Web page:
Frequently Asked Questions
As a local, independent nonprofit organization, our bottom line is patient care. We’re committed to quality care, serving our community with a culturally sensitive and individual approach to hospice care. Founded in 1979, Mission Hospice has supported thousands of patients and their families through illness and bereavement.
We tailor a care plan especially for your needs, and our programs offer a continuum of care to support you throughout the last years of life. Mission Hospice has a low patient-to-nurse ratio, allowing us to provide the personalized care for which we are known. We can often provide same-day service upon request, and have a multilingual staff to serve our diverse community.
To learn more about whether our care is appropriate for you or a loved one, please contact us to arrange a complimentary phone call or visit.
What kinds of services does Mission Hospice offer?
It’s about life! Mission Hospice helps patients live life to the fullest, offering comfort and compassion for those with life-limiting illness. We provide a continuum of care designed to serve patients – and their families – at every stage of a serious illness, from community education and advance care planning to palliative care, Transitions, hospice, and grief support. We are known for our personal, individualized care – whether in patients’ homes, assisted living, board and care, skilled nursing facilities, in our hospice house, or elsewhere.
What is palliative care?
Palliative care offers people with serious illness an extra level of physical, emotional, and spiritual support to improve quality of life. This kind of care includes pain and symptom management, spiritual and emotional support, education, and referral to community resources. Our palliative care team works collaboratively with your primary care physician to support you, your family, and your caregivers.
What is hospice care?
Hospice is palliative care for someone with a life-limiting illness. Hospice involves a team-oriented, holistic approach to expert medical care, pain and symptom management, and emotional and spiritual support expressly tailored to the patient’s needs and wishes. Hospice also supports the patient’s loved ones. At the center of hospice and palliative care is the belief that each of us has the right to die pain-free and with dignity, and that our families will receive the necessary support to allow this to occur. In this video, our RNs explain hospice care. Here are some common myths about hospice.
When is it time for hospice?
Patients with terminal diagnoses of six months or less and who wish to maintain quality of life may be ready for hospice care. Hospice is chosen by the patient with the consent of the primary care physician. We have found that the quality of life of patients and families is highest when the patient is in hospice care for as long as possible. When the decision to start care is late, both patient and family can suffer unnecessarily.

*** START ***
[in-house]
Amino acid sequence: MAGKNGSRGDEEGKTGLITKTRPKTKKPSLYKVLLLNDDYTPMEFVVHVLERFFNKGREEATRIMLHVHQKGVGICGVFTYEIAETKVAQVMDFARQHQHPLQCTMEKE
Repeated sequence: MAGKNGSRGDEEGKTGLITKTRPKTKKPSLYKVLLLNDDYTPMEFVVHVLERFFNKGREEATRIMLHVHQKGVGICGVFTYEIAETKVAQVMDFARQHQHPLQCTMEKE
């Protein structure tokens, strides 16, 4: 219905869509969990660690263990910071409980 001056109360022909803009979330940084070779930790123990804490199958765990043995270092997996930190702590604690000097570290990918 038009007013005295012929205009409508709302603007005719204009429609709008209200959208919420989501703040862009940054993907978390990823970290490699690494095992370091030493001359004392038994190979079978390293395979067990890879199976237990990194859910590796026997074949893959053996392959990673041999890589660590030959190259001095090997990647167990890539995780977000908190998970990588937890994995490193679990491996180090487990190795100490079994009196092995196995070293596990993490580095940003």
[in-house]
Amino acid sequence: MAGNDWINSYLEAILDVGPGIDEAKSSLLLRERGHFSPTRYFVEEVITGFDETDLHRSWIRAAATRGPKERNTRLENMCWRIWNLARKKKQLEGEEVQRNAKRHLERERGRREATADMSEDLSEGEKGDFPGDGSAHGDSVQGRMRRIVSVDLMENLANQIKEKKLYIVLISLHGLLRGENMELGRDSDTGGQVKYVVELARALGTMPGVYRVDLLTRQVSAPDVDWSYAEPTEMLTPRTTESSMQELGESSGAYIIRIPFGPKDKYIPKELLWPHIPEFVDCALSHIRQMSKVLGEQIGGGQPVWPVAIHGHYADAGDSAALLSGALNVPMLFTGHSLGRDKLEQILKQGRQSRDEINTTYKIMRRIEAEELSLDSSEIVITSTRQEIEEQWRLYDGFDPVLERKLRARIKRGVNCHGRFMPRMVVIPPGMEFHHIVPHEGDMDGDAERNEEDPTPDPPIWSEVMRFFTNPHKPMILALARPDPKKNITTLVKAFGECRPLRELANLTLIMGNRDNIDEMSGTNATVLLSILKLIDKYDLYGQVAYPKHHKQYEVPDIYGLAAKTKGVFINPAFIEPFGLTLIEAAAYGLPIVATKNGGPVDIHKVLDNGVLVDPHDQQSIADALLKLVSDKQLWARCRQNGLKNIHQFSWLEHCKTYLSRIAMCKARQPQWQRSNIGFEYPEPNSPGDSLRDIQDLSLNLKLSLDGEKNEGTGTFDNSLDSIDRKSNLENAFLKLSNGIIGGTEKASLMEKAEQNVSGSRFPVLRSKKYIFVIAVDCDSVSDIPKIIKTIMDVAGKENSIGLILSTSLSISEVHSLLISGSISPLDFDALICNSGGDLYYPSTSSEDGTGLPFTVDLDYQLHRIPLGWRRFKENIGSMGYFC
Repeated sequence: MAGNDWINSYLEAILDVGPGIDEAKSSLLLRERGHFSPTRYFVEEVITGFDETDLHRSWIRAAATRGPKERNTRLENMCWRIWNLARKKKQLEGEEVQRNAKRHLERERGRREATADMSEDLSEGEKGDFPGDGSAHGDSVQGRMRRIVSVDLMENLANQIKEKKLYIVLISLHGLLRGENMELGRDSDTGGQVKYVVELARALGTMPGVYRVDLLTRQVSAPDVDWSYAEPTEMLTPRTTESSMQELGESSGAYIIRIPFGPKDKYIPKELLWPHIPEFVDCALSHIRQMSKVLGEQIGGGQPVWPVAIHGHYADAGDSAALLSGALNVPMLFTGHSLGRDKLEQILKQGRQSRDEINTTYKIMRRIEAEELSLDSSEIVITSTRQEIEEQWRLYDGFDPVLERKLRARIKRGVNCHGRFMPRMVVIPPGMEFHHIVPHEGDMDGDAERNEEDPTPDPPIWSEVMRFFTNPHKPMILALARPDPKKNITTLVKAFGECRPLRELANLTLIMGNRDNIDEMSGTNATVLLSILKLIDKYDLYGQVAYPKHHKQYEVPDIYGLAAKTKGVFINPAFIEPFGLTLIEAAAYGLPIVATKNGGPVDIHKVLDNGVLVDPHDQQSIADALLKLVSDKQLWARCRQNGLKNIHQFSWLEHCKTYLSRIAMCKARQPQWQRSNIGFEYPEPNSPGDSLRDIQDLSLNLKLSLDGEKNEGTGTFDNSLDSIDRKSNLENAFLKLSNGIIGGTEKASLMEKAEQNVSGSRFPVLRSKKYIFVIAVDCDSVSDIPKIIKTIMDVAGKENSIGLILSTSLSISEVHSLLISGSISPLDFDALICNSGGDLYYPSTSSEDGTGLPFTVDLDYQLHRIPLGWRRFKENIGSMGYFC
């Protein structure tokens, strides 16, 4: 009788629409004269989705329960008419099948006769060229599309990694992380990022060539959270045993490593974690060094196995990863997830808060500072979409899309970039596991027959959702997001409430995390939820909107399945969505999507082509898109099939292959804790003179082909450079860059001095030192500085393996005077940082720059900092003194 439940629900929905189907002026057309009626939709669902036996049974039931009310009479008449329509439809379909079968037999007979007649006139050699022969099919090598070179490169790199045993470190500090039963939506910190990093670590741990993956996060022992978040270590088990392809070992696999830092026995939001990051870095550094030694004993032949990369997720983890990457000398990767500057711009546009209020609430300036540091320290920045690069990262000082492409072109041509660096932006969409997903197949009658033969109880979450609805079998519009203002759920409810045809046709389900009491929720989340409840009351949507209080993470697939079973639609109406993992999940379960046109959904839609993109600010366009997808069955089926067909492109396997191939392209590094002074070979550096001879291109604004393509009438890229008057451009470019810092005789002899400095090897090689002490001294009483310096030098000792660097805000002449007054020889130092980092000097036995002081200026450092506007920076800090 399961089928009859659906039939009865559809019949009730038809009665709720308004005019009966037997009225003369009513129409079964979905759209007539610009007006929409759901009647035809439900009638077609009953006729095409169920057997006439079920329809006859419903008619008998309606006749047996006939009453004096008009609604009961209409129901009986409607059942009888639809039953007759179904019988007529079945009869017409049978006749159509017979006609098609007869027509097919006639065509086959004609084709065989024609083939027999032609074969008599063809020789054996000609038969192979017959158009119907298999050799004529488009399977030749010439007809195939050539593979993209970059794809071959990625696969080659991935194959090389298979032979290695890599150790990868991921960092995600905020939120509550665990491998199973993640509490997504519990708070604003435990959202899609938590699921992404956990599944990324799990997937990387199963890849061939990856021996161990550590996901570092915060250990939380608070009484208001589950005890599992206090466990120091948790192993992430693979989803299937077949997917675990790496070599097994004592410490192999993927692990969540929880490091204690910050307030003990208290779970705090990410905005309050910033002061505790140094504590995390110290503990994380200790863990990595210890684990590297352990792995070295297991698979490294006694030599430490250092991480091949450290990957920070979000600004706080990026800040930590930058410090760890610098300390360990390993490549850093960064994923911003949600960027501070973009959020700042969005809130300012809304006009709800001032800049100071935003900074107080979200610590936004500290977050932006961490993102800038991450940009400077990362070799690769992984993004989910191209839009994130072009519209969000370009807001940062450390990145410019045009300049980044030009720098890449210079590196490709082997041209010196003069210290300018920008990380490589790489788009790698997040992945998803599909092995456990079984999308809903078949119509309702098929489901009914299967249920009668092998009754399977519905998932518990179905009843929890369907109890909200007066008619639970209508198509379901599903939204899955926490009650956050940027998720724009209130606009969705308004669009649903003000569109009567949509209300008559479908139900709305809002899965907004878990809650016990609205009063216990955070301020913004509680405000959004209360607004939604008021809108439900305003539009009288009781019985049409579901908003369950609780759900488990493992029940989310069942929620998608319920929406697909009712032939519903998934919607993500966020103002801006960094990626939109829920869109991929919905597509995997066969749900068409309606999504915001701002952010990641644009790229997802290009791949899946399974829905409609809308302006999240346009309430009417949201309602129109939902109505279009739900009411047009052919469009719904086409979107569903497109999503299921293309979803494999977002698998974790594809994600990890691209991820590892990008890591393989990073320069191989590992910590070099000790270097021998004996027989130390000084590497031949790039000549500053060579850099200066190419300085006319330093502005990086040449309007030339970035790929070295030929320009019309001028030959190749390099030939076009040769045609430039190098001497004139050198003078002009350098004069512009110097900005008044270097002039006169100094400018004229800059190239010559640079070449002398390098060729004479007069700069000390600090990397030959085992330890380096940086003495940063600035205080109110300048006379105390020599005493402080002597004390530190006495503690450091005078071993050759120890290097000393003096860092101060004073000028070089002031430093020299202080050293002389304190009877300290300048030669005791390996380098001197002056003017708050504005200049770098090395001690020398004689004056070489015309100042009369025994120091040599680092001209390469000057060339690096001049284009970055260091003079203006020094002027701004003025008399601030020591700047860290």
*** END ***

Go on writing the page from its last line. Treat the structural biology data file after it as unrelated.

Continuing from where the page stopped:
Entering hospice care is a personal decision – and one that is always yours to make, or change. Studies have shown that hospice care is most effective when patients are with their teams for months, allowing them to build trusting relationships and participate in decisions about their care. Families have more time to prepare for the changes ahead. And we as medical professionals have the opportunity to manage pain and symptoms sooner, helping to avoid crises and hospital stays.
Our Transitions program helps patients and families adapt to the changes that accompany living with a serious illness – changes that can be difficult and confusing. Transitions offers supportive services to patients with life-limiting illness who are not ready for hospice.
Can I keep my regular doctor after I enter hospice care?
Absolutely. Our medical staff works closely with your primary care physician to develop an individualized care plan for you.
Will hospice care hasten my death?
No – hospice care neither hastens death nor prolongs life. Hospice care allows you to remain comfortably in your home until the disease ends your life. When you begin hospice care, your doctor and your hospice team support you and your family throughout the physical, emotional, and spiritual changes that a terminal illness brings.
Does a referral to hospice mean that my doctor or I have given up?
A hospice referral means that when all other treatments are no longer helpful, you and those who love you want your last days to be as comfortable and as peaceful as possible.
Mission Hospice is committed to supporting people throughout the challenges of a serious illness. Medicare and private insurance pay for care for the majority of our hospice patients. However, our services go beyond the levels that are reimbursed by Medicare and private insurance, and contributions from the community help make up the difference. Donors also support our free community programs, including community education, grief support, and Transitions.
Where is hospice care provided? What if my loved one is ready for hospice, but can’t stay at home?
In most cases, hospice care is provided in your home or the home of a loved one; you can also receive hospice care in hospitals, nursing homes, and other long-term care facilities. Mission House, our hospice house in Redwood City, is an option for patients at the end of life who need intensive, round-the-clock symptom management that cannot be provided at home. The house also offers a safety net for patients whose caregivers need extra support – reducing hospitalizations and offering families the emotional, spiritual, and bereavement support they need.
We can help you and your family find the best place for hospice care.
Your primary physician can refer you to to any of our services. And our outreach team would be happy to talk with you or your family – learn more about how we talk to families about hospice. Just get in touch with us at firstname.lastname@example.org or 650.554.1000.